Are We on the Same Page? A Guide to Time-Lapse Nomenclature and Annotation


Are We on the Same Page? A Guide to Time-Lapse Nomenclature and Annotation

Evaluation of embryos in vitro has significantly improved over the past years with the introduction of time-lapse technology, which provides us with new tools to assess the morphological characteristics and implantation potential of an embryo. This technology has generated comprehensive information on the different events occurring between static observation periods and how the timing of these events help predict the embryo’s viability to implant. The assessment of the embryo’s dynamic morphology and its specific timing has lead to the new term “morphokinetics,” which is a different way of grading embryos as compared to static scoring.

 

Morphokinetics versus Conventional Scoring

The conventional scoring system does not adequately cover what can be assessed with time-lapse. Time-lapse technology entails new assessment measures that allow for more precise grading due to dynamic monitoring and hence a more sophisticated way of grading embryos. This technology brought us new terminologies and assessment techniques that can’t be graded through conventional methods.

This article presents some basic terminologies that can be used by time-lapse users to help them achieve the full benefit of the technology. Using the same nomenclature across clinics will also allow us to compare and discuss data that result from annotations, scoring, and evaluation.

 

Morphokinetic Terminologies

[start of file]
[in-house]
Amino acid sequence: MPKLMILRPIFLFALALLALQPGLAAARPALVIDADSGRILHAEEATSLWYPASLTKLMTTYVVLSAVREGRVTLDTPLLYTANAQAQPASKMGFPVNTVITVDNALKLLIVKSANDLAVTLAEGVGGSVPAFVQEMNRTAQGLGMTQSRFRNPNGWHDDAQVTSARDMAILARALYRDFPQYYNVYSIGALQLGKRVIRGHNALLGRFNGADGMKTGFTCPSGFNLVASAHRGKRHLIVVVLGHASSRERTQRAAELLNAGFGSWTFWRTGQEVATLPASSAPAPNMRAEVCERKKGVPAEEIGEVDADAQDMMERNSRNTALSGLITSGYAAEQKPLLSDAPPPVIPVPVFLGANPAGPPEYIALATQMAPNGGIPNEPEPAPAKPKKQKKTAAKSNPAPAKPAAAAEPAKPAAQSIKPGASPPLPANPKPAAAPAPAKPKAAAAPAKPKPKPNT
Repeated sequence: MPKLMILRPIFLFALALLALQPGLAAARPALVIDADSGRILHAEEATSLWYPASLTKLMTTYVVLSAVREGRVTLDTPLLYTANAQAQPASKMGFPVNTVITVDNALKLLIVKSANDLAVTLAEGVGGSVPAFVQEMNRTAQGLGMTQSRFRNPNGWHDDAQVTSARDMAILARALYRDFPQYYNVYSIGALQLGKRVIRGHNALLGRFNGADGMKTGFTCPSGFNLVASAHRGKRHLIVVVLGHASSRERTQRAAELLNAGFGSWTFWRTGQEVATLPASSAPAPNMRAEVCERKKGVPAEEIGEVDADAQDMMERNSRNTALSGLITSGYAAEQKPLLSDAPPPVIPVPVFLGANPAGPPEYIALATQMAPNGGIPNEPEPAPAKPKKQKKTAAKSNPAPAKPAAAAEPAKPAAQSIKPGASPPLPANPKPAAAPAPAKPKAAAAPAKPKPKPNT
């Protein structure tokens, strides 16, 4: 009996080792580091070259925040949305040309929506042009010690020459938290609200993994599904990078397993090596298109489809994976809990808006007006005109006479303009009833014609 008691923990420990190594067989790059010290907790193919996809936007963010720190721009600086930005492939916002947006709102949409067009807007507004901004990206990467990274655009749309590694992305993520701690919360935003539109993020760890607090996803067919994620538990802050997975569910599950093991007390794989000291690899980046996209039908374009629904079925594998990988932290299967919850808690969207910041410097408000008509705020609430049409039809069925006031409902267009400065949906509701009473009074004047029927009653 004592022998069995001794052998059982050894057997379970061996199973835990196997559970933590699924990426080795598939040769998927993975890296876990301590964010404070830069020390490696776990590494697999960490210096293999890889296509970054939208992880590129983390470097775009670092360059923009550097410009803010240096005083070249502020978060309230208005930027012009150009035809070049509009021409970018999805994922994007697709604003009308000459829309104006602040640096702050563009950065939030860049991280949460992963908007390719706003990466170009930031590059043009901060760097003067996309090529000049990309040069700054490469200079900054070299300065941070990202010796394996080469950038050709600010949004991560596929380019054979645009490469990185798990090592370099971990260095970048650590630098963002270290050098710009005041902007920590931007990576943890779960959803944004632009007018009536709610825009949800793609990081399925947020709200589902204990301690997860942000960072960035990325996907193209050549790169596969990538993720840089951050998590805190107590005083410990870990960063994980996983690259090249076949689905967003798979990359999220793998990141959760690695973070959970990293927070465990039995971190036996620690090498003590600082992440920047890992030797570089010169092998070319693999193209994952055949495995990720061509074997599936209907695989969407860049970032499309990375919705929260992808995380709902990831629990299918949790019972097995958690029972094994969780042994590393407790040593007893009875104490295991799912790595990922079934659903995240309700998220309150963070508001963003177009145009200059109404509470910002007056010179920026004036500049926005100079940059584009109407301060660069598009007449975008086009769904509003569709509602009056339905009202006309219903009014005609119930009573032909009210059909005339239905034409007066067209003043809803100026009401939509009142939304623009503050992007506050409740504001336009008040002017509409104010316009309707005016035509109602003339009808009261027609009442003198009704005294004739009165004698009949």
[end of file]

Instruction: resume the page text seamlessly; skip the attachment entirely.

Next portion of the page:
• Start of Time-Lapse (t0)

    For conventional IVF, it is the time at which insemination occurs. For ICSI, it is the mid-time point from when injection begins and ends for that patient’s cohort of oocytes. Before you start the time-lapse, the Miri TL software will prompt you to choose whether it’s an ICSI or an IVF. This time point is important as the subsequent event timings are measured in hours post insemination/ injection, unless otherwise stated.

  • Pronuclear Fading (tPNf)

    The time when both (or the last) PN disappear. This annotation is made at the first frame whereby the embryo is still at the 1-cell stage, but pronuclei can no longer be visualized.

  • Cleavage Events from t2 to t8

    The time of the first cell cleavage is t2, and t3 is time for three discrete cells. Eight discrete cells will be annotated as t8. Annotate on the first frame when you first observe complete separation of the blastomeres.

  • Morula (tM)

    This is the stage of compacted morula; wherein compaction can be full or partial. The status and time of compaction play a role on how the next stage, blastocyst, will develop.

  • Time of starting blastulation (tSB)